References for all?
As a historian and football fan, I am particularly impressed by the numerical debunking of the football myths. As a reader, I salute the fact that Moore succeeds in taking me into his research and findings in an interesting and sometimes even exciting way and with few words. What I would have liked to read more are the citations, the annotation for each story, so that I could find out for myself what Moore’s myth-bunking theses are based on in more detail. If they did not fit in the book, which is easily the case with a popular issue, readers could be directed to a website?
School history students as mythbusters!
As a history teacher I see several engaging ways to use Moore’s book in class! Moore’s stories can be used to teach learning objectives such as finding and using relevant sources and placing an event in its historical context. They provide great content for learning to assess the expressiveness, value, limitations and pitfalls of numerical data:
- Football is present in most students’ lives, regardless of whether they like the sport. Therefore it is easier for them to relate to the stories about it than to those about conflicts, dynasties and developments in other places and times.
- Moore uses a variety of themes like clubs, tournaments, women’s football, shirt colour, black players, films, coaches, hooliganism, scores, disabled players, penalties, Englishmen and Germans. So there is something for everyone.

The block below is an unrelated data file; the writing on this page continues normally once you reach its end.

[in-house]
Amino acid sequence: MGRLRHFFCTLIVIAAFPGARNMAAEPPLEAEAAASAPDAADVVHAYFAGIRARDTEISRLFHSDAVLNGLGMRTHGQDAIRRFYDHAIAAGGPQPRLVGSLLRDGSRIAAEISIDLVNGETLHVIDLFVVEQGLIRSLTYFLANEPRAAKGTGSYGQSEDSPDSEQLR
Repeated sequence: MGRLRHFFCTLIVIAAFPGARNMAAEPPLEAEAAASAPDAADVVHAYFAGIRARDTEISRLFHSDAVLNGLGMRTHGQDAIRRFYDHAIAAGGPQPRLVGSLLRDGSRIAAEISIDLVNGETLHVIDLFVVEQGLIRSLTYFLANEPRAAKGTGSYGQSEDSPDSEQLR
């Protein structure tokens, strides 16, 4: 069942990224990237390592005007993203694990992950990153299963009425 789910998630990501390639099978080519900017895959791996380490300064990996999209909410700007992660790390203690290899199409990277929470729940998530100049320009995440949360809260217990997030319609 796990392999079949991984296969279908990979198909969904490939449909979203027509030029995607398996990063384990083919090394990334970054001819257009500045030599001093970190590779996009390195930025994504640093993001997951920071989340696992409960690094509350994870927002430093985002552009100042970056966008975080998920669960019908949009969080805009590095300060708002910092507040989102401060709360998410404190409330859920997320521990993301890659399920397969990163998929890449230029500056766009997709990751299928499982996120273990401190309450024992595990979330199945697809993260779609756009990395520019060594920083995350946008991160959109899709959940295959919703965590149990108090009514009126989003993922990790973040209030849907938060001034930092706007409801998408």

- Moore introduces the reader along to his working method. He provides the most relevant information about the myth. He then uses other data to demonstrate why the old story is not correct. Although he does not always explicitly mention his sources, he does mention them in such a way that they can be checked.
In a way, you playfully learn historical research skills that can be applied to other contexts
Fun book with great educational potential
What you think you know about football is wrong is pleasant to read, often surprising and, at a time when critical thinking and fact checking are more important than ever, a very welcome book. When used in education, it will certainly contribute to a critical attitude of the students and may well disprove even more football myths.
Unfortunately, Moore’s book is not primarily intended for education and does not contain study material. To support my claim about the educational usefulness of Moore’s book, I will suggest a practical assignment to be used in class in a future post! If you are a teacher and want to help me with this, please reach out via the contact page!
Enter a journey along known, and less well-known stories in football history. Dr. Kevin Moore’s work will be good with students too!